Going Gluten-Free: Healthy or Hype?

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Whole wheat, the once-loved super grain, is quickly losing its reputation thanks to the rise in gluten-free dieting. But while necessary for those with celiac disease and beneficial for those with a gluten intolerance, it turns out a wheat-free diet might just be more “hype than healthy” for the rest of us. 

According to celebrity dietitian Ashley Koff, eliminating gluten from your diet can be beneficial if it means eliminating or significantly reducing your intake of refined grains, which have been stripped of dietary fiber, iron and B vitamins among other nutrients. This not only means excluding many breads, cereals and baked goods from your diet, but also other products such as many pastas, imitation and substitute foods, broths, processed meats, marinades and creamy sauces.

“But if you replace poor quality gluten-containing products with poor quality gluten-free ones, you haven’t done yourself any favors nutritionally,” Koff explains.

True whole grain wheat contains the entire grain seed, including the bran, germ and the endosperm, which are chock full of fiber, vitamins, minerals, antioxidants, and healthy fats. (Note:  According to The Whole Grains Council, products labeled with a "whole grain" seal only require at most 51 percent whole grain by weight. The other 49 percent can be anything from sugar and refined grains to sodium and artificial coloring. Make sure you choose labels that read “100 Percent Whole Grain” (and not just “made with”) or you may fall prey to a food marketing scheme.)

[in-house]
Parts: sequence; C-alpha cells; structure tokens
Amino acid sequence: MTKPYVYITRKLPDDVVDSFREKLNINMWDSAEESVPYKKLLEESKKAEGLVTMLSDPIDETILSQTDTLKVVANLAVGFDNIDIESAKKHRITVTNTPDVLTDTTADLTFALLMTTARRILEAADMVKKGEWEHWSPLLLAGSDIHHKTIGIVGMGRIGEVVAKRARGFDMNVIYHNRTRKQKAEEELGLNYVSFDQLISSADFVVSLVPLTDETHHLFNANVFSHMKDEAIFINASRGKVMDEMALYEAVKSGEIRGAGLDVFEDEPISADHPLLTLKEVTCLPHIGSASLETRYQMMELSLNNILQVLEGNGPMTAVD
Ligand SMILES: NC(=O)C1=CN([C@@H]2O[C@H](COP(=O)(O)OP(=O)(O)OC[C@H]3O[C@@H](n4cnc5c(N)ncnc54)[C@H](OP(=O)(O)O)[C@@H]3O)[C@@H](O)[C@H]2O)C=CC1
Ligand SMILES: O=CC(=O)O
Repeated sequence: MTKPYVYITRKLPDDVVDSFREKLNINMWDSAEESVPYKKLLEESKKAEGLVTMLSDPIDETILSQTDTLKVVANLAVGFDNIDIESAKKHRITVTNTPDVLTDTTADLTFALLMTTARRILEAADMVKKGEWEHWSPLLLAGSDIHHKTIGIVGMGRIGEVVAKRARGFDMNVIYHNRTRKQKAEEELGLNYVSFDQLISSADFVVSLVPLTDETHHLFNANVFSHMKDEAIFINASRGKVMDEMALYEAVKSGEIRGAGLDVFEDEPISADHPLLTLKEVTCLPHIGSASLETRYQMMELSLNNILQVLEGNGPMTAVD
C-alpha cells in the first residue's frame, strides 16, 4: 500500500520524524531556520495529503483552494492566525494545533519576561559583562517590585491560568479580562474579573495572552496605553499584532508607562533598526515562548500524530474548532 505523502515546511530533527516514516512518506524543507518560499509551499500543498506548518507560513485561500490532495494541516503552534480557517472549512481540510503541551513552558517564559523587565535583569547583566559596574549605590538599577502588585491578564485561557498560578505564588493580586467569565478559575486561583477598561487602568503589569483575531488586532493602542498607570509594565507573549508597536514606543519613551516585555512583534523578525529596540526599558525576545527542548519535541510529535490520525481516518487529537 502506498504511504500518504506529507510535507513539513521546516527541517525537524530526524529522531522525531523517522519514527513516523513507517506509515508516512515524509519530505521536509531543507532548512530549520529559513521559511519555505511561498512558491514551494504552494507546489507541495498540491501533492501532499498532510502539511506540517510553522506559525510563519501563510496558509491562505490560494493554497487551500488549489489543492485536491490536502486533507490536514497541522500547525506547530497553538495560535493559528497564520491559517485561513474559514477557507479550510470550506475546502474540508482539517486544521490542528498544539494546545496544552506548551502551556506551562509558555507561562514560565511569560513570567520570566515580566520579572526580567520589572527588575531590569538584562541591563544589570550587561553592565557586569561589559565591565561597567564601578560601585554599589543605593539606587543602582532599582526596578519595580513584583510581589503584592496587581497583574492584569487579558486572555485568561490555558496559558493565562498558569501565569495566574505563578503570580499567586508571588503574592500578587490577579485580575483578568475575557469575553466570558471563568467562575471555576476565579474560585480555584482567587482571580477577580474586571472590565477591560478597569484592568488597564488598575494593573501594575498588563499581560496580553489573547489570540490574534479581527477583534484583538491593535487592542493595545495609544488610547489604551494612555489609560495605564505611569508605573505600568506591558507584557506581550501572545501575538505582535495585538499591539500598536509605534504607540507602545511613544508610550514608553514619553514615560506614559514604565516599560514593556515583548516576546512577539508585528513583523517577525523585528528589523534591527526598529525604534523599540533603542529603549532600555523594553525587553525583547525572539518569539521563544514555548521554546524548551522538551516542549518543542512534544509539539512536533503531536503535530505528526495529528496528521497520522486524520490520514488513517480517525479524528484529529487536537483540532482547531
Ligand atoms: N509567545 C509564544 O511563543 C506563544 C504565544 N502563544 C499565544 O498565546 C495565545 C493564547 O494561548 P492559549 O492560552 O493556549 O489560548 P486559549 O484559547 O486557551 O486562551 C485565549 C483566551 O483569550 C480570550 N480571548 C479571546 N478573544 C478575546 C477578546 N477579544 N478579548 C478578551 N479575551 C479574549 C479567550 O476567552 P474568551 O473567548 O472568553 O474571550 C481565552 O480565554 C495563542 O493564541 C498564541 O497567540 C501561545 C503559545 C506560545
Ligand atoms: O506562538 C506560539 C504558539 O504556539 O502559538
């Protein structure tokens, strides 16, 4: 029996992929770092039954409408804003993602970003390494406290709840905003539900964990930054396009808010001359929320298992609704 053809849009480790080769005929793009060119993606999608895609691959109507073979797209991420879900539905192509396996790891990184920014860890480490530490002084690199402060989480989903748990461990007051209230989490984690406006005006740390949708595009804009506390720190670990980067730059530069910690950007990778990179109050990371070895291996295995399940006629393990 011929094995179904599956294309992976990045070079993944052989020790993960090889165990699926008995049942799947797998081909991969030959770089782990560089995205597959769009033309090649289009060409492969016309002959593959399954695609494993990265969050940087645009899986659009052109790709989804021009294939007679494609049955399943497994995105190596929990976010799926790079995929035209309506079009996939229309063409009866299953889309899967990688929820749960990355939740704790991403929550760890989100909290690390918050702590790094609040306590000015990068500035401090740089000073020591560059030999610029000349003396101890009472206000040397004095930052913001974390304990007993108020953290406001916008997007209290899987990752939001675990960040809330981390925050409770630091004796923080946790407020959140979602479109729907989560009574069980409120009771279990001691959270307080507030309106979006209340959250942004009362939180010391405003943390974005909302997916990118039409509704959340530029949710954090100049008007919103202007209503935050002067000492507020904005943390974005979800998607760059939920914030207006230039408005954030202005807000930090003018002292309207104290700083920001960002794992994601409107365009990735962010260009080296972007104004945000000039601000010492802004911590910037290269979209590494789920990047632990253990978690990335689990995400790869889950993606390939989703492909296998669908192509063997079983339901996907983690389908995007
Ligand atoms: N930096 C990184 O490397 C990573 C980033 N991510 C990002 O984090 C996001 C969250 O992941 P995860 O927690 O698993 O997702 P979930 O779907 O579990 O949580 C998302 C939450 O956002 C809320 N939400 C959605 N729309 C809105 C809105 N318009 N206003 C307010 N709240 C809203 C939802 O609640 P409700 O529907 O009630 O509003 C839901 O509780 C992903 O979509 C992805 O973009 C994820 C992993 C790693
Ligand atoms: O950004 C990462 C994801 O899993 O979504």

“Look for ancient wheat’s like Einkorn, spelt and Kamut too. These “ancient” grains haven’t been hybridized the way modern wheat has so you get higher amounts of nutrients,” says Koff.

Not sure if you’re allergic to wheat or simply want to try something different? Koff recommends non-gluten options like quinoa, millet, buckwheat, and the array of different whole grain rice available, which contain similar texture to wheat grains and in their whole food form and all the healthy benefits.